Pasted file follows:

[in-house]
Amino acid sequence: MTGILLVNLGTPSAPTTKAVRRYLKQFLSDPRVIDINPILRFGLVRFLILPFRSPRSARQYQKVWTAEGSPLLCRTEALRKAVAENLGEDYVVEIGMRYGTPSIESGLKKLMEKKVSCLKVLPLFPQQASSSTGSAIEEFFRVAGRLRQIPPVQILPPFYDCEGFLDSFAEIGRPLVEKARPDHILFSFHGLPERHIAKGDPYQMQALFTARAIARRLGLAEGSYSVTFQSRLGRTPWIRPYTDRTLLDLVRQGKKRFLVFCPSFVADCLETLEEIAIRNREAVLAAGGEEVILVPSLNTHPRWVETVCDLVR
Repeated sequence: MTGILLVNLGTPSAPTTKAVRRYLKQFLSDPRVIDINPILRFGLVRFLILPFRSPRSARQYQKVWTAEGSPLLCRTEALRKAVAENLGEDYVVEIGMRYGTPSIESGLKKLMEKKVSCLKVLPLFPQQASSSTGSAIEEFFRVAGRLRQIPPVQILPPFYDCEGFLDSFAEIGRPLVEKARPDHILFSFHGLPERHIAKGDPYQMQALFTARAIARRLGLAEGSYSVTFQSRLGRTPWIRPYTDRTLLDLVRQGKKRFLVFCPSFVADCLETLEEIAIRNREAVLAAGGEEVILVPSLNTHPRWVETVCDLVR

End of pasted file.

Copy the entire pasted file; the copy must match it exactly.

[in-house]
Amino acid sequence: MTGILLVNLGTPSAPTTKAVRRYLKQFLSDPRVIDINPILRFGLVRFLILPFRSPRSARQYQKVWTAEGSPLLCRTEALRKAVAENLGEDYVVEIGMRYGTPSIESGLKKLMEKKVSCLKVLPLFPQQASSSTGSAIEEFFRVAGRLRQIPPVQILPPFYDCEGFLDSFAEIGRPLVEKARPDHILFSFHGLPERHIAKGDPYQMQALFTARAIARRLGLAEGSYSVTFQSRLGRTPWIRPYTDRTLLDLVRQGKKRFLVFCPSFVADCLETLEEIAIRNREAVLAAGGEEVILVPSLNTHPRWVETVCDLVR
Repeated sequence: MTGILLVNLGTPSAPTTKAVRRYLKQFLSDPRVIDINPILRFGLVRFLILPFRSPRSARQYQKVWTAEGSPLLCRTEALRKAVAENLGEDYVVEIGMRYGTPSIESGLKKLMEKKVSCLKVLPLFPQQASSSTGSAIEEFFRVAGRLRQIPPVQILPPFYDCEGFLDSFAEIGRPLVEKARPDHILFSFHGLPERHIAKGDPYQMQALFTARAIARRLGLAEGSYSVTFQSRLGRTPWIRPYTDRTLLDLVRQGKKRFLVFCPSFVADCLETLEEIAIRNREAVLAAGGEEVILVPSLNTHPRWVETVCDLVR